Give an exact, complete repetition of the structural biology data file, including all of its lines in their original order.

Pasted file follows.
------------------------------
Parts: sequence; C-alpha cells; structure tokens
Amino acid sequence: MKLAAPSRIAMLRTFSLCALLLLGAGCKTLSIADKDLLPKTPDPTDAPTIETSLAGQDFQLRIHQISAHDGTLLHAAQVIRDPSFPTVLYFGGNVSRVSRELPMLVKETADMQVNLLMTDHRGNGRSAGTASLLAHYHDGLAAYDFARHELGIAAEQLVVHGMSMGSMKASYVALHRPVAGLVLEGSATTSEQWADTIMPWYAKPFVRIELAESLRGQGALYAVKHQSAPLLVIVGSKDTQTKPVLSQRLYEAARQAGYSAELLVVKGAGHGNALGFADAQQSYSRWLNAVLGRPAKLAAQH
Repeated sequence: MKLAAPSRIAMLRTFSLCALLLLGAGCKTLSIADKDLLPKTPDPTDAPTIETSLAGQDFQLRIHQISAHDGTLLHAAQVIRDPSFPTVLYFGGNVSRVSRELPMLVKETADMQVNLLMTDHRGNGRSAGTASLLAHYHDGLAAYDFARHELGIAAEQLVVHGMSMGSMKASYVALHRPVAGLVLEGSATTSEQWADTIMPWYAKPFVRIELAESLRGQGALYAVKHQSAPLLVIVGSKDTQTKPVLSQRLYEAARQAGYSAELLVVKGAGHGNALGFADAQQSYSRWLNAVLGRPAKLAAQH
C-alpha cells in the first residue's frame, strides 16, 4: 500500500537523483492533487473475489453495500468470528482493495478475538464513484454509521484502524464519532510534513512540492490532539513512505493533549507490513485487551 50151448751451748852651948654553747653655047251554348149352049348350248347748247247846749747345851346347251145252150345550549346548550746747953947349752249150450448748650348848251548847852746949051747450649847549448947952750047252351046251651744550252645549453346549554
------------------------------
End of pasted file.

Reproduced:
Parts: sequence; C-alpha cells; structure tokens
Amino acid sequence: MKLAAPSRIAMLRTFSLCALLLLGAGCKTLSIADKDLLPKTPDPTDAPTIETSLAGQDFQLRIHQISAHDGTLLHAAQVIRDPSFPTVLYFGGNVSRVSRELPMLVKETADMQVNLLMTDHRGNGRSAGTASLLAHYHDGLAAYDFARHELGIAAEQLVVHGMSMGSMKASYVALHRPVAGLVLEGSATTSEQWADTIMPWYAKPFVRIELAESLRGQGALYAVKHQSAPLLVIVGSKDTQTKPVLSQRLYEAARQAGYSAELLVVKGAGHGNALGFADAQQSYSRWLNAVLGRPAKLAAQH
Repeated sequence: MKLAAPSRIAMLRTFSLCALLLLGAGCKTLSIADKDLLPKTPDPTDAPTIETSLAGQDFQLRIHQISAHDGTLLHAAQVIRDPSFPTVLYFGGNVSRVSRELPMLVKETADMQVNLLMTDHRGNGRSAGTASLLAHYHDGLAAYDFARHELGIAAEQLVVHGMSMGSMKASYVALHRPVAGLVLEGSATTSEQWADTIMPWYAKPFVRIELAESLRGQGALYAVKHQSAPLLVIVGSKDTQTKPVLSQRLYEAARQAGYSAELLVVKGAGHGNALGFADAQQSYSRWLNAVLGRPAKLAAQH
C-alpha cells in the first residue's frame, strides 16, 4: 500500500537523483492533487473475489453495500468470528482493495478475538464513484454509521484502524464519532510534513512540492490532539513512505493533549507490513485487551 50151448751451748852651948654553747653655047251554348149352049348350248347748247247846749747345851346347251145252150345550549346548550746747953947349752249150450448748650348848251548847852746949051747450649847549448947952750047252351046251651744550252645549453346549554